A large crowd of descendants of Texas Ranger Major James M Hunter attended the Texas Ranger Memorial Cross Ceremony honoring him on Saturday, November 16 at the Crosby Cemetery. The Mason County Historical Commission arranged the ceremony and Mason resident Sue Pledger, a great-great granddaughter of Maj. Hunter, contacted family members from around the state.
Also attending were three retired Texas Rangers: Capt. Carl Weathers who gave the Former Texas Ranger Address; Ranger Jack Morton who oversaw the unveiling of the cross, and Ranger Ralph Wadsworth who gave the life story of James M. Hunter. Mr. Hunter’s obituary was given by his descendant Walker “Buddy” Jordan. Sue Pledger arranged a barbecue lunch at the Eckert Center following the ceremony. Also attending were Mason County Sheriff Buster Nixon and active Texas Ranger (whose area includes Mason County) Joel Timms of Brady.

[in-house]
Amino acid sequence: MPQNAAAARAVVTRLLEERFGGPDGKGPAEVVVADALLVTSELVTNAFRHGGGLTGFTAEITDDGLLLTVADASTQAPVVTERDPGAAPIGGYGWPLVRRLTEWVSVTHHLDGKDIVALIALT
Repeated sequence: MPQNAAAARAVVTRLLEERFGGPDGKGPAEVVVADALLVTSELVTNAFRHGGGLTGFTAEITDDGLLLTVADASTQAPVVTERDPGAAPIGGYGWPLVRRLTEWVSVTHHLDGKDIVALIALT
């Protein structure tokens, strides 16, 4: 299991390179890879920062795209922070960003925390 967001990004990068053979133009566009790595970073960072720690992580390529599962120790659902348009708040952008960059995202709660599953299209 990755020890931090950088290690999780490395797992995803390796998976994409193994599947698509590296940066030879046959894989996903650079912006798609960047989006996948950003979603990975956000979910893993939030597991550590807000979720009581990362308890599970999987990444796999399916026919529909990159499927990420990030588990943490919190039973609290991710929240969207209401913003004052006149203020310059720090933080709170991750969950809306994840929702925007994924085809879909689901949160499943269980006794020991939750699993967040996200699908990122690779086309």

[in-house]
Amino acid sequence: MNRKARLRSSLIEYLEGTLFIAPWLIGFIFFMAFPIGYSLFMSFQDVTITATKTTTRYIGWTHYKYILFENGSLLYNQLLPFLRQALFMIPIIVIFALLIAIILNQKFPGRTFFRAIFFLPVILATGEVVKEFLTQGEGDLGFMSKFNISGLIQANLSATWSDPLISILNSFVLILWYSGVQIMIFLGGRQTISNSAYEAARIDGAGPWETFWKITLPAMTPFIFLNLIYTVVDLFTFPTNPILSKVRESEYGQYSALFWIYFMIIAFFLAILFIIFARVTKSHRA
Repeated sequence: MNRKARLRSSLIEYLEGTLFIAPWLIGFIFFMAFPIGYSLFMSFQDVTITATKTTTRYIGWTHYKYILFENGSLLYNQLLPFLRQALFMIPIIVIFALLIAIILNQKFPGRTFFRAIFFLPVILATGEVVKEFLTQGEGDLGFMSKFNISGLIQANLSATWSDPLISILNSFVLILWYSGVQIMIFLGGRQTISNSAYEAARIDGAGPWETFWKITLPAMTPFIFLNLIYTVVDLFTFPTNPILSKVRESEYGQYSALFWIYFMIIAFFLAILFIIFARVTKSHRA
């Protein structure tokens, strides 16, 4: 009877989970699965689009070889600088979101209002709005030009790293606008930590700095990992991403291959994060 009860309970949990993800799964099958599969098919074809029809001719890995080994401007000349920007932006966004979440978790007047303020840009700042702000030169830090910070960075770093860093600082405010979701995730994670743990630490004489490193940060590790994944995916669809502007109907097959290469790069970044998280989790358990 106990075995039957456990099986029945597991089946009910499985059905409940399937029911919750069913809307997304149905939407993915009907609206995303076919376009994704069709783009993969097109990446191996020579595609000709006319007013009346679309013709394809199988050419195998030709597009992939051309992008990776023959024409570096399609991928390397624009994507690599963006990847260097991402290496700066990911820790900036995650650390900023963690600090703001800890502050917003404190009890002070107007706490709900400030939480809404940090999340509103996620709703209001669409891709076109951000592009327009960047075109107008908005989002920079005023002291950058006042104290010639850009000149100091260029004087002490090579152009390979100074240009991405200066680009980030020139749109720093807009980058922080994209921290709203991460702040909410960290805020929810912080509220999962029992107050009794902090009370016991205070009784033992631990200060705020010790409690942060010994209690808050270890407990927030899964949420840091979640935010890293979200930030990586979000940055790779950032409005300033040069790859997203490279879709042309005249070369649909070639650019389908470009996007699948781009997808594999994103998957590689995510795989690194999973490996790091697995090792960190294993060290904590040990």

Hunter first came to Texas in 1851. He spent several years in different areas of Texas surveying and was in charge of the mail route from San Antonio to Santa Fe and also surveyed in New Mexico. He returned to Texas (Fredericksburg) in 1858. In 1860 he married Philippine Keller and they had eleven children, seven of whom survived to adulthood. In 1862 he joined Captain Henry Davis’ Company of Texas Rangers and was soon placed in command of the company. The family moved to Mason County in 1869 and owned the Southern Hotel. From 1870-1871 he was once more in command of the Rangers serving as Captain of Company I Frontier Forces. He mustered out at Ft. Mason. He served as Judge and County Surveyor while living in Mason County and in 1876 represented several counties in the Legislature. In 1883 the family moved to Edwards County where he served as a judge for twelve years. Sometime after 1900 the family moved back to Mason. James Hunter passed away on August 31, 1907 and was buried in the Crosby Cemetery next to his two infant daughters.
The memorial crosses for Texas Rangers are furnished through the Former Texas Rangers Association by a grant provided by the Texas Historical Foundation and the generous donations of Texas Ranger descendents.